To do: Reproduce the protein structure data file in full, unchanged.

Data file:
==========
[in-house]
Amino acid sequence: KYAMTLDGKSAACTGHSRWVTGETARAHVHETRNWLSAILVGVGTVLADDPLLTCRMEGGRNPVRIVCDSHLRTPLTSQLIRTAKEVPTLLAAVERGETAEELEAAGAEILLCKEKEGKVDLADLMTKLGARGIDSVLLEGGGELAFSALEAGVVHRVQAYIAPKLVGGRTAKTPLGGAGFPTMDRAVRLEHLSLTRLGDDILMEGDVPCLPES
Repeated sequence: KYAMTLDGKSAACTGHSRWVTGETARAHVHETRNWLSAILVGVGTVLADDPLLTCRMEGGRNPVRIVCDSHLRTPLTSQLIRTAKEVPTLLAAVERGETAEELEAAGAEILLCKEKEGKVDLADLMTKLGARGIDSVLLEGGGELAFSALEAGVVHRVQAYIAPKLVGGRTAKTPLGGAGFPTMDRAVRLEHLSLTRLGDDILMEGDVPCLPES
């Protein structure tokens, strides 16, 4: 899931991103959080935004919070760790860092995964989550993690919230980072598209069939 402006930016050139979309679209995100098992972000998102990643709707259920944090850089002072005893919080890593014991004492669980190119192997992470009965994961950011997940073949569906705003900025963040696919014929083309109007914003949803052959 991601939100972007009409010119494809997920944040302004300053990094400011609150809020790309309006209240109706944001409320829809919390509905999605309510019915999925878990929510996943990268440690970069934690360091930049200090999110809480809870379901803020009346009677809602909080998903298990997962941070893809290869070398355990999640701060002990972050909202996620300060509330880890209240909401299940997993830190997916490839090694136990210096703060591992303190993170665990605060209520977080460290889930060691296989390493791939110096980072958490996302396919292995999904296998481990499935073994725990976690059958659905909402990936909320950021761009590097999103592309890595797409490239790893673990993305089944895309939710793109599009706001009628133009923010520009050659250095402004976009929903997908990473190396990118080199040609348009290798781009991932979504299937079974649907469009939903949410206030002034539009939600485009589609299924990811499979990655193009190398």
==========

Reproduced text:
[in-house]
Amino acid sequence: KYAMTLDGKSAACTGHSRWVTGETARAHVHETRNWLSAILVGVGTVLADDPLLTCRMEGGRNPVRIVCDSHLRTPLTSQLIRTAKEVPTLLAAVERGETAEELEAAGAEILLCKEKEGKVDLADLMTKLGARGIDSVLLEGGGELAFSALEAGVVHRVQAYIAPKLVGGRTAKTPLGGAGFPTMDRAVRLEHLSLTRLGDDILMEGDVPCLPES
Repeated sequence: KYAMTLDGKSAACTGHSRWVTGETARAHVHETRNWLSAILVGVGTVLADDPLLTCRMEGGRNPVRIVCDSHLRTPLTSQLIRTAKEVPTLLAAVERGETAEELEAAGAEILLCKEKEGKVDLADLMTKLGARGIDSVLLEGGGELAFSALEAGVVHRVQAYIAPKLVGGRTAKTPLGGAGFPTMDRAVRLEHLSLTRLGDDILMEGDVPCLPES
């Protein structure tokens, strides 16, 4: 899931991103959080935004919070760790860092995964989550993690919230980072598209069939 402006930016050139979309679209995100098992972000998102990643709707259920944090850089002072005893919080890593014991004492669980190119192997992470009965994961950011997940073949569906705003900025963040696919014929083309109007914003949803052959 991601939100972007009409010119494809997920944040302004300053990094400011609150809020790309309006209240109706944001409320829809919390509905999605309510019915999925878990929510996943990268440690970069934690360091930049200090999110809480809870379901803020009346009677809602909080998903298990997962941070893809290869070398355990999640701060002990972050909202996620300060509330880890209240909401299940997993830190997916490839090694136990210096703060591992303190993170665990605060209520977080460290889930060691296989390493791939110096980072958490996302396919292995999904296998481990499935073994725990976690059958659905909402990936909320950021761009590097999103592309890595797409490239790893673990993305089944895309939710793109599009706001009628133009923010520009050659250095402004976009929903997908990473190396990118080199040609348009290798781009991932979504299937079974649907469009939903949410206030002034539009939600485009589609299924990811499979990655193009190398």